Alt-Coin Trader

US Seeks to Resume Training of Controversial Indonesian Military Unit

Charles Fromm

Under the so-called Leahy law, first approved in 1997, Washington is banned from providing training or other kinds of assistance to any foreign military unit if there is "credible evidence" that it has committed "gross violations of human rights." The ban can be waived if the secretary of state certifies that the relevant foreign government is "taking effective measures" to bring to justice responsible members of the unit. 
The Kopassus have been notorious for employing brutal tactics since the 1970s, particularly in East Timor, Aceh, Papua and Java. Various human rights groups, including Human Rights Watch, Amnesty International and the East Timor Action Network, have accused the unit of murder, torture and kidnapping among other egregious rights abuses.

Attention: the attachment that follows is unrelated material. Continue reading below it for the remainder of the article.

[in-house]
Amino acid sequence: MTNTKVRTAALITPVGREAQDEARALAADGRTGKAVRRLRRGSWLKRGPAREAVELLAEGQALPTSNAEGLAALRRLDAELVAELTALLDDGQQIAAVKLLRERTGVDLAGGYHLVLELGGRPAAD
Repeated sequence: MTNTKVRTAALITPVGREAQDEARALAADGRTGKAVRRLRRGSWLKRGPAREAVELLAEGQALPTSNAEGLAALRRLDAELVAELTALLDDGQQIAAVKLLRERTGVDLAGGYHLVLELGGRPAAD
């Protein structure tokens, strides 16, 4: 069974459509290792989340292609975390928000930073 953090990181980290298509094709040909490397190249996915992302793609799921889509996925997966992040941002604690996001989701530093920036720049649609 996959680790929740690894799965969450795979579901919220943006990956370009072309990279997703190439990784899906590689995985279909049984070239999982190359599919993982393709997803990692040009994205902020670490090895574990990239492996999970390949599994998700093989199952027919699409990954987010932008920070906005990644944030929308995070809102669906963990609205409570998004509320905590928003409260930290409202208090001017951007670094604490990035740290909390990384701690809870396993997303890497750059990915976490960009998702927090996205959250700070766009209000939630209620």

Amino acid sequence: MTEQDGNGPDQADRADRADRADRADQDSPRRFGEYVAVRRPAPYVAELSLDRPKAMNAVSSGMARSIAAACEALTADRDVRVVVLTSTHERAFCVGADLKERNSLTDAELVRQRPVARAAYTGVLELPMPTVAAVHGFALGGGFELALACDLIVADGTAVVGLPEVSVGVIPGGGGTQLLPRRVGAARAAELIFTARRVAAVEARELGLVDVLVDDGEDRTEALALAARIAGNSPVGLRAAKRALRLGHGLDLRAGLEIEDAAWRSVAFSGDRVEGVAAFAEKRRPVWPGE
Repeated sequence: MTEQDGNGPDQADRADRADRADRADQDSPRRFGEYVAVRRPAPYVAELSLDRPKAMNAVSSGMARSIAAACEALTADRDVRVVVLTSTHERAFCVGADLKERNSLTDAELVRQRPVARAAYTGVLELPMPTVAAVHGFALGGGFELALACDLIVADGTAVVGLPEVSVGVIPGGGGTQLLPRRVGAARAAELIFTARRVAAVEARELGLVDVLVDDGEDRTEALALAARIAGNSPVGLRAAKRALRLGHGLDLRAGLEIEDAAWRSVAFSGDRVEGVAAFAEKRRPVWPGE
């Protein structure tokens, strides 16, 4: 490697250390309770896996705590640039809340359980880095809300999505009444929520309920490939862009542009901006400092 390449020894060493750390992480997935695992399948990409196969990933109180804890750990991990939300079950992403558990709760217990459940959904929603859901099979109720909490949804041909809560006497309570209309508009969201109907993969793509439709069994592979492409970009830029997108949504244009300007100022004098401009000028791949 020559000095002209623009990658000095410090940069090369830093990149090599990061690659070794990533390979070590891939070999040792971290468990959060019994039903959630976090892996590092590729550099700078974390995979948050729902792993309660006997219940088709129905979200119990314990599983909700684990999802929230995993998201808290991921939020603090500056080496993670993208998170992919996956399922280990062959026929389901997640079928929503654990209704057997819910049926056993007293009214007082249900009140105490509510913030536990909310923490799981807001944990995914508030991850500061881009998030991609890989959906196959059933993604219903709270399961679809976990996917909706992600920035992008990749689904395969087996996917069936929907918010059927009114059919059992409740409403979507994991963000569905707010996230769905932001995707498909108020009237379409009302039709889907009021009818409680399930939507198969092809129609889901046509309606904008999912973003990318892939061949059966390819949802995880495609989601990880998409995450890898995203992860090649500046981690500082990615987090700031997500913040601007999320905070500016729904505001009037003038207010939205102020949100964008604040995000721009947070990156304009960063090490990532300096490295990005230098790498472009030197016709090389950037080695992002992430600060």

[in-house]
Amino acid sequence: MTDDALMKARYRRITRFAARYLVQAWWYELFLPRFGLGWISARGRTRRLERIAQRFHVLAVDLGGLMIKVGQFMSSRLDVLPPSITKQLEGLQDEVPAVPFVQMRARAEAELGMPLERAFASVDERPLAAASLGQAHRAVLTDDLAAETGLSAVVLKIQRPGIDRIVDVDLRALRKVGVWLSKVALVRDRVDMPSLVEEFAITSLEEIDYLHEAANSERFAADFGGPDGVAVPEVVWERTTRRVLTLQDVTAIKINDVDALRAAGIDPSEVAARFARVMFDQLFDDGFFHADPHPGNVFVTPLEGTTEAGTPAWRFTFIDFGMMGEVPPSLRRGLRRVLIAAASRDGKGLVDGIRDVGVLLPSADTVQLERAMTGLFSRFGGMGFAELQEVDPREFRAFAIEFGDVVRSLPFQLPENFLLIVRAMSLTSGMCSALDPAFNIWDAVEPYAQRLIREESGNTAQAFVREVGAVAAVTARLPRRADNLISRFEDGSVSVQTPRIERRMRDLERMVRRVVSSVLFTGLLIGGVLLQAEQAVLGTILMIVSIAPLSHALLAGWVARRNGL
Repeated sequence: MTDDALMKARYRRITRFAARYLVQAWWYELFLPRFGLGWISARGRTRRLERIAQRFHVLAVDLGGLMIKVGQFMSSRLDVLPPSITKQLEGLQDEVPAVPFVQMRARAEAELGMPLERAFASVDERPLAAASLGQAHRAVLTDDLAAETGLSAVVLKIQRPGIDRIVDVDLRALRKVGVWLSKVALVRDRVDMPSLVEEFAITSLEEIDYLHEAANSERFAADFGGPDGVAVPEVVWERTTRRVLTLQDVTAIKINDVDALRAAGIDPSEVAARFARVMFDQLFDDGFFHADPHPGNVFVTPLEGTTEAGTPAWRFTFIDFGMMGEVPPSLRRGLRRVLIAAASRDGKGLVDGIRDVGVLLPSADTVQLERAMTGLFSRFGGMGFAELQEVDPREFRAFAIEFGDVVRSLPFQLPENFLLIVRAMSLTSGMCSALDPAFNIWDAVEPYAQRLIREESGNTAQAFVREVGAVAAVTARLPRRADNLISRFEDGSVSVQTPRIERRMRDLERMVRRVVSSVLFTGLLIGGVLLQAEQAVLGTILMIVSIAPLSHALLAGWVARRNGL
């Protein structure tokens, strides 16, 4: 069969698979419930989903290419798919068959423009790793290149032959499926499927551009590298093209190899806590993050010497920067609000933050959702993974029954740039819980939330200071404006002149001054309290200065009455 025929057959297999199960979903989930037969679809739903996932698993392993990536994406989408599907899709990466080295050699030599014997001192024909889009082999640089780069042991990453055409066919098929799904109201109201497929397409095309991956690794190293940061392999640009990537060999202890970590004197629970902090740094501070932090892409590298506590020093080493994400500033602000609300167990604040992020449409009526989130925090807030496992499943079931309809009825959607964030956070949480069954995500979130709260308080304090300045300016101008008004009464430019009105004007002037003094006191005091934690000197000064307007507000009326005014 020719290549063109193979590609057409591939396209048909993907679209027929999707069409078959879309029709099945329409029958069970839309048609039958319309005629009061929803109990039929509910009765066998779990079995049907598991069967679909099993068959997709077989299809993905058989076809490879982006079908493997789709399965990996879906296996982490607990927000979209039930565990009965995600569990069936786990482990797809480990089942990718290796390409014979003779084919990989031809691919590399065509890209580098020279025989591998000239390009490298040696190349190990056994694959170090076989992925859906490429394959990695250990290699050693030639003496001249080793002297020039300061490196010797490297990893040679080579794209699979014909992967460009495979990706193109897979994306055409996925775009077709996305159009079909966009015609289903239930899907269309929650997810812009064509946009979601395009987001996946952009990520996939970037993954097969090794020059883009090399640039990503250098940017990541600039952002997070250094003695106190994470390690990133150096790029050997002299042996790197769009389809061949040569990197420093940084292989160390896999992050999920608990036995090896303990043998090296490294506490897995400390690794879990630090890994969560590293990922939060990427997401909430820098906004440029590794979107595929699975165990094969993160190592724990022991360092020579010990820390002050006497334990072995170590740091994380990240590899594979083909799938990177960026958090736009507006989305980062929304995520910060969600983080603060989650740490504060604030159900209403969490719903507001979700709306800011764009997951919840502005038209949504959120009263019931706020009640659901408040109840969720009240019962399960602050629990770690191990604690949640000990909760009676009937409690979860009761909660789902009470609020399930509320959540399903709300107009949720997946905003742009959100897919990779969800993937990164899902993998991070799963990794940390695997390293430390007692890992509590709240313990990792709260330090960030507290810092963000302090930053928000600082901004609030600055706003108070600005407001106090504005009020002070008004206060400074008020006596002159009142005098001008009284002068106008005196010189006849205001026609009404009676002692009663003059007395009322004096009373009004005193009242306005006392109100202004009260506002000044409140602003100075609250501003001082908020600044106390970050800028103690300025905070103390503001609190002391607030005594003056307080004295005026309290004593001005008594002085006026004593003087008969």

The plan to resume U.S. training, however, proposes to limit participation to younger members of Kopassus, as their age would make it more likely that they had not participated in the group’s most notorious abuses. 
The new efforts to engage the Indonesian military follow Secretary of State Hillary Clinton’s comments last week at a Senate Foreign Relations Committee meeting that the administration hoped to expand its military partnership with Indonesia and enhance counterterrorism cooperation.